“After being sometime in possession, your petitioners understood that it was necessary for the proprietor of lots upon navigable waters to petition for broken fronts; when such amounted to any considerable extent and consequently your petitioners drew up a petition to His Excellency the Fourth Governor-in-Council, praying for a Grant of the broken fronts of the lots which they occupied.”

“Their petition was transmitted to John Chisholm of Stamford, the brother of one of your petitioners, who on his way to present the same at Newark, communicated it to Mr. Kerr. He observed that it was his promise to discuss your petitioners in their lands, and that he would save them the trouble of the application by applying himself and securing their possession to them, and in the impression of this assurance, John Chisholm withheld the petitions.”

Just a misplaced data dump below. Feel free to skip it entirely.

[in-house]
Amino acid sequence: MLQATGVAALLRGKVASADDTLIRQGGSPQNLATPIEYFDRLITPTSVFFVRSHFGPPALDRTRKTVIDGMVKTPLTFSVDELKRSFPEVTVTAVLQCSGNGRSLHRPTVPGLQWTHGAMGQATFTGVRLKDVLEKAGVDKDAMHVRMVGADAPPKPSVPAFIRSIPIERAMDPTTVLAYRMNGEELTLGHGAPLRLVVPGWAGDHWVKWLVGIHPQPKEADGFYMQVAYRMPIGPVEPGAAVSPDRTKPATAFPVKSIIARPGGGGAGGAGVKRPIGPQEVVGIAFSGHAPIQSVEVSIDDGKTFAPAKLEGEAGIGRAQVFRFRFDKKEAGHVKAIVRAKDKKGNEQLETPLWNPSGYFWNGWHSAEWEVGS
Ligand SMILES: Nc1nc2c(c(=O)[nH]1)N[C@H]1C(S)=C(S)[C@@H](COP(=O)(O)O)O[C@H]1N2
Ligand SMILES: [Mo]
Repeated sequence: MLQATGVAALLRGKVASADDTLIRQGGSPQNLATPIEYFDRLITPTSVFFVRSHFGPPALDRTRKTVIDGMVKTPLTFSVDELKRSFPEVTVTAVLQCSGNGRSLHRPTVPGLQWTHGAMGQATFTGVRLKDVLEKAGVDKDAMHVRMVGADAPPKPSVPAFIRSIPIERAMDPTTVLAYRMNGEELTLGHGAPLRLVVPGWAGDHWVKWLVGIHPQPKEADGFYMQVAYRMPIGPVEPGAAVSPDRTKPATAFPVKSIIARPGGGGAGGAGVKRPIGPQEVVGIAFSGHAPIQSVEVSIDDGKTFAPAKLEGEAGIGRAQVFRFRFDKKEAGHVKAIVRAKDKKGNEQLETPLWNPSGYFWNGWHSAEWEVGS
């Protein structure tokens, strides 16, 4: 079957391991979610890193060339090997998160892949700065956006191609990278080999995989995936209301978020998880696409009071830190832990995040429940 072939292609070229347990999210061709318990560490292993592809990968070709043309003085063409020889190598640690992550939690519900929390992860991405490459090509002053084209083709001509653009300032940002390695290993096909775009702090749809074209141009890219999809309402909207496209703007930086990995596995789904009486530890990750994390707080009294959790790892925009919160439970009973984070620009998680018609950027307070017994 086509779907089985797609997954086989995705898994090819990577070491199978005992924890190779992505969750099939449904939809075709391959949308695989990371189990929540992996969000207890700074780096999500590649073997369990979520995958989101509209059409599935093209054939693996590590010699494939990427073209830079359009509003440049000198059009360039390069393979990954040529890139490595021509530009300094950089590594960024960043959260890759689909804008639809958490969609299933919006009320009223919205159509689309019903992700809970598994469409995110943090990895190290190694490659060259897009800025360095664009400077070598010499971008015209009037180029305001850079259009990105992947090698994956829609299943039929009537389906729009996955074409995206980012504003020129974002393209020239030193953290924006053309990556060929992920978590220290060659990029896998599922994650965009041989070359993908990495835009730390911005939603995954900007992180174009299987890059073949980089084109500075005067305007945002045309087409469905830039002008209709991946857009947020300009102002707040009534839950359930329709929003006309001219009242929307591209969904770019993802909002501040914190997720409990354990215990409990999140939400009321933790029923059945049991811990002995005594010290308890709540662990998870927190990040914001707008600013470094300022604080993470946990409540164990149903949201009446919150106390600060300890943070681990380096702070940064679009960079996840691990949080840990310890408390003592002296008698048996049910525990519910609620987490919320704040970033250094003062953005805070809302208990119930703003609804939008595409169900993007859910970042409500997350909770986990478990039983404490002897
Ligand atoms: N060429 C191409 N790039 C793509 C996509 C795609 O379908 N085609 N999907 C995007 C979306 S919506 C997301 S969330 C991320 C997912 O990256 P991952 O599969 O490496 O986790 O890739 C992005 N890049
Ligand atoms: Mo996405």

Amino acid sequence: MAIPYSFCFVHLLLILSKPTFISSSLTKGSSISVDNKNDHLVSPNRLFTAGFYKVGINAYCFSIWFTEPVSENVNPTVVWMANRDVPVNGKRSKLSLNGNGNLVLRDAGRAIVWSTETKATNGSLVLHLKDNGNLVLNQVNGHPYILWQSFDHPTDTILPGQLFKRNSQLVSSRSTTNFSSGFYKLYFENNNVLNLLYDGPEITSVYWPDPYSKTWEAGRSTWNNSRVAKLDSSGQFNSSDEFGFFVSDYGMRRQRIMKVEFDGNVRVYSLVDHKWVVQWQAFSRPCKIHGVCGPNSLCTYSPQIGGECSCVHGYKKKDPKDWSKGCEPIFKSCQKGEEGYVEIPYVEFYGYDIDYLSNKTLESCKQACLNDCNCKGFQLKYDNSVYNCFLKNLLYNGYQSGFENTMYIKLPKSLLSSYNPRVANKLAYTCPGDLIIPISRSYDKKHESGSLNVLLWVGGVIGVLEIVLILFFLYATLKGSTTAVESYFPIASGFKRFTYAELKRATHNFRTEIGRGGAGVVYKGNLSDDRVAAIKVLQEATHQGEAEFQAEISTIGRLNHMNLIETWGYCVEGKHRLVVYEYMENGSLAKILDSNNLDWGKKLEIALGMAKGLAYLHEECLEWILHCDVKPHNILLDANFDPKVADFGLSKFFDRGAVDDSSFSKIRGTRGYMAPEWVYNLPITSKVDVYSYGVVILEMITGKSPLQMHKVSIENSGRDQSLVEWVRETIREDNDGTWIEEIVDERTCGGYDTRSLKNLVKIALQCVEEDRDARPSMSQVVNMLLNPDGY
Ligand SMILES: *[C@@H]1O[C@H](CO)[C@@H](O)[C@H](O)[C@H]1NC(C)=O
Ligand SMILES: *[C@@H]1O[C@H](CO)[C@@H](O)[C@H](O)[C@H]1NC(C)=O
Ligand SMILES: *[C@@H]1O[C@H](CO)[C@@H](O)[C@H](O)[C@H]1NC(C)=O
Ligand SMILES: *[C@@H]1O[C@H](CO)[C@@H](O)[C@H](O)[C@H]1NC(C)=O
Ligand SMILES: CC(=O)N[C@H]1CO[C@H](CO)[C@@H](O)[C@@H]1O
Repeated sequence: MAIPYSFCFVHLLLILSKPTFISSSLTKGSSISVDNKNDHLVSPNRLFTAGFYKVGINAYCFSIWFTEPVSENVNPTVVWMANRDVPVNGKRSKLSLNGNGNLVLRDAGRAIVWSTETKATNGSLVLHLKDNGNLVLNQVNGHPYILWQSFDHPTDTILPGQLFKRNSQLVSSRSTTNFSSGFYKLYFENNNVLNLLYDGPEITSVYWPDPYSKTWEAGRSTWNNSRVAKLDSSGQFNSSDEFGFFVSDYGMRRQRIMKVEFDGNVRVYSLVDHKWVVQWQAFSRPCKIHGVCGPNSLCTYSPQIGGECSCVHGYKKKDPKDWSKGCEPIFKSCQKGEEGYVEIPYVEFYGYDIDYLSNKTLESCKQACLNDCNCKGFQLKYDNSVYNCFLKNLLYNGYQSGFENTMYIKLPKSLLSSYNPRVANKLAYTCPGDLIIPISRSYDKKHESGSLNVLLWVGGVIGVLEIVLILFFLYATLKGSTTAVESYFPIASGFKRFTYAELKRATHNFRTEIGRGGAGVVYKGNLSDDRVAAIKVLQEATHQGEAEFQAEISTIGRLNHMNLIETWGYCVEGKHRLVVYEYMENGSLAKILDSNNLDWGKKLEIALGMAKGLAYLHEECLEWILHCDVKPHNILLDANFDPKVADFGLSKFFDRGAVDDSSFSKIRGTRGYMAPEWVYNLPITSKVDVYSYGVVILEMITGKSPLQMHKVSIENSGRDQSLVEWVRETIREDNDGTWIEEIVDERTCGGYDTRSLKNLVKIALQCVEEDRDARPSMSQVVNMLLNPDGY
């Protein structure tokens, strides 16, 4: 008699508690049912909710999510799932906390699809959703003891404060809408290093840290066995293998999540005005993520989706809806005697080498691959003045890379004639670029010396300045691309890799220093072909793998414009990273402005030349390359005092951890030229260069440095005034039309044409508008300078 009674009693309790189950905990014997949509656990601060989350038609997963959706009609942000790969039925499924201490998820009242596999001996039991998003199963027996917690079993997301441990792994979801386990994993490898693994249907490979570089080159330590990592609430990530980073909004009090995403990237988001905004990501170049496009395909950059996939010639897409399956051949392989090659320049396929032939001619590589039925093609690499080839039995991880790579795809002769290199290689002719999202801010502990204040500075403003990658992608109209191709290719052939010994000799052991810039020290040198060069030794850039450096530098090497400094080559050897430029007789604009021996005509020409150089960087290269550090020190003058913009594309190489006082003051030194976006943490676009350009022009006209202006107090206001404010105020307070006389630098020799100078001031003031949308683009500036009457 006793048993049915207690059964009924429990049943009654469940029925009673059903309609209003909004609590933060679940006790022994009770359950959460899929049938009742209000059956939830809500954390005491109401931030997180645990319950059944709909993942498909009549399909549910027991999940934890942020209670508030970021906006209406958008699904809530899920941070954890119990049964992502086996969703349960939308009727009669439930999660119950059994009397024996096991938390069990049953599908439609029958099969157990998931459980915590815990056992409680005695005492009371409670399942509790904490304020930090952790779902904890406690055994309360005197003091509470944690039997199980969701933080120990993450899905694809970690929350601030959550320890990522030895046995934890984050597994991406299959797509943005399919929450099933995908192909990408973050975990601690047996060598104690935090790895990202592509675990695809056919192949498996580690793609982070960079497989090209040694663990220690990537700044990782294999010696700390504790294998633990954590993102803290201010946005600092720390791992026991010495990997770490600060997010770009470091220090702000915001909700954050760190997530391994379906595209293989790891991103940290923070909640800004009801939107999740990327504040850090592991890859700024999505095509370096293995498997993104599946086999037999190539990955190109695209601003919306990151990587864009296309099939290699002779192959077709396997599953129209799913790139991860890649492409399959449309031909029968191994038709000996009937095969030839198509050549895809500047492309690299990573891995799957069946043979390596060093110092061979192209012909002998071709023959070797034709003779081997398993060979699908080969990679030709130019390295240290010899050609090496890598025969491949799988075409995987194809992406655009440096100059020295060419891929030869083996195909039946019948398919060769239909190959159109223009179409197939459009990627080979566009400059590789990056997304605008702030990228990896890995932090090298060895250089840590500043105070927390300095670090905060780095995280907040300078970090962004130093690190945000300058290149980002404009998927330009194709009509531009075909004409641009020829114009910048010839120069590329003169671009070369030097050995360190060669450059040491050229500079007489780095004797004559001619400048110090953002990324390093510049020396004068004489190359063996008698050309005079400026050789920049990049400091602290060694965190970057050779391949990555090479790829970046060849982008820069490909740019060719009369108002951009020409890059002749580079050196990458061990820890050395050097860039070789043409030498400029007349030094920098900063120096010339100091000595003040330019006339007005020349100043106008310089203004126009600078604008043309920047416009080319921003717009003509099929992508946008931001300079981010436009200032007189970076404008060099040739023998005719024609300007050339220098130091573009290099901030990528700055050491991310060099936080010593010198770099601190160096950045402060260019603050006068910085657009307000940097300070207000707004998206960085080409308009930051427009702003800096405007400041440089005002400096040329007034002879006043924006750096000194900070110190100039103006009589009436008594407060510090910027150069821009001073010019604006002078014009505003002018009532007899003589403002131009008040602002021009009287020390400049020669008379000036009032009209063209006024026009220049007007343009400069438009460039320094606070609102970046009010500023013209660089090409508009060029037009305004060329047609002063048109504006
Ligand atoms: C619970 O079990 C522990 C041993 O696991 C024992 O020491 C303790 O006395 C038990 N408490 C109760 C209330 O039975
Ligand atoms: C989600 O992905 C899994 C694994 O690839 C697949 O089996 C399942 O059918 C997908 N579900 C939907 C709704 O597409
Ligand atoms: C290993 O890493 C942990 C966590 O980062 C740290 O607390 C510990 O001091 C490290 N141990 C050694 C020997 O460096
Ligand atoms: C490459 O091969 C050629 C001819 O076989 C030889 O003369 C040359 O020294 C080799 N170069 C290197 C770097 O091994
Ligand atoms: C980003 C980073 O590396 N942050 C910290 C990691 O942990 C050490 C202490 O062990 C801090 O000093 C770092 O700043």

About twelve months have passed and your petitioners understood from Rev. Robert Addison that he had become the purchaser of some land from Mr. Kerr, which was about 400 acres, lying immediately behind your petitioners land and which 400 acres had been granted to Mr. Kerr, subsequent to his sale to your petitioners. —- Sometime afterwards Mr. Addison prayed for a road through your petitioner’s land to pass to his own, this being granted. He next solicited building plan upon the Bay, nursing a denial, he seems to have changed his mind of compassing his ends, without having at all abated to their extent, for he now lays claim to the houses and buildings and improvements to your petitioners without the trouble of expense of building and clearing.”